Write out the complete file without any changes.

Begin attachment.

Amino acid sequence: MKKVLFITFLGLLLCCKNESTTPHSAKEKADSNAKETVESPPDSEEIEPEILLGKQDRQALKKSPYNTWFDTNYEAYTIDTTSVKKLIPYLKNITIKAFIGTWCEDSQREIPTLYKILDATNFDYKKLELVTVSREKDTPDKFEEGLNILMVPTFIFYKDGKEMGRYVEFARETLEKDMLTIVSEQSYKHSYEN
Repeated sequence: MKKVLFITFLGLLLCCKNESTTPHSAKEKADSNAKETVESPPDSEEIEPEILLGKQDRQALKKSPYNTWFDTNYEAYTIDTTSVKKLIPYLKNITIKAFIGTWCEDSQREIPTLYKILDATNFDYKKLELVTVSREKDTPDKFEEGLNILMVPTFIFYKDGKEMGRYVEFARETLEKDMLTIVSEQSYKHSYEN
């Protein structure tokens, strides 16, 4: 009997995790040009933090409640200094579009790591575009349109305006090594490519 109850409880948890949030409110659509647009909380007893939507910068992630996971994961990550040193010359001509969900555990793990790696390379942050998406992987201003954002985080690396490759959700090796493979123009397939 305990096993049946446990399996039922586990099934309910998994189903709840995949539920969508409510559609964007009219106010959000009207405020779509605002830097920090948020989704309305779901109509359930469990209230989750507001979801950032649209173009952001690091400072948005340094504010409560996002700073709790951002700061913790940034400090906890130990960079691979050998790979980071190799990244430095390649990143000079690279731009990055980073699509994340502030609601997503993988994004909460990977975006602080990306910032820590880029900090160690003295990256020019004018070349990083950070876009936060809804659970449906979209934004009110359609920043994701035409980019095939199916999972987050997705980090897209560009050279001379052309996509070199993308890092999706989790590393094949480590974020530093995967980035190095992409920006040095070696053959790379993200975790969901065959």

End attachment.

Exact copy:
Amino acid sequence: MKKVLFITFLGLLLCCKNESTTPHSAKEKADSNAKETVESPPDSEEIEPEILLGKQDRQALKKSPYNTWFDTNYEAYTIDTTSVKKLIPYLKNITIKAFIGTWCEDSQREIPTLYKILDATNFDYKKLELVTVSREKDTPDKFEEGLNILMVPTFIFYKDGKEMGRYVEFARETLEKDMLTIVSEQSYKHSYEN
Repeated sequence: MKKVLFITFLGLLLCCKNESTTPHSAKEKADSNAKETVESPPDSEEIEPEILLGKQDRQALKKSPYNTWFDTNYEAYTIDTTSVKKLIPYLKNITIKAFIGTWCEDSQREIPTLYKILDATNFDYKKLELVTVSREKDTPDKFEEGLNILMVPTFIFYKDGKEMGRYVEFARETLEKDMLTIVSEQSYKHSYEN
């Protein structure tokens, strides 16, 4: 009997995790040009933090409640200094579009790591575009349109305006090594490519 109850409880948890949030409110659509647009909380007893939507910068992630996971994961990550040193010359001509969900555990793990790696390379942050998406992987201003954002985080690396490759959700090796493979123009397939 305990096993049946446990399996039922586990099934309910998994189903709840995949539920969508409510559609964007009219106010959000009207405020779509605002830097920090948020989704309305779901109509359930469990209230989750507001979801950032649209173009952001690091400072948005340094504010409560996002700073709790951002700061913790940034400090906890130990960079691979050998790979980071190799990244430095390649990143000079690279731009990055980073699509994340502030609601997503993988994004909460990977975006602080990306910032820590880029900090160690003295990256020019004018070349990083950070876009936060809804659970449906979209934004009110359609920043994701035409980019095939199916999972987050997705980090897209560009050279001379052309996509070199993308890092999706989790590393094949480590974020530093995967980035190095992409920006040095070696053959790379993200975790969901065959």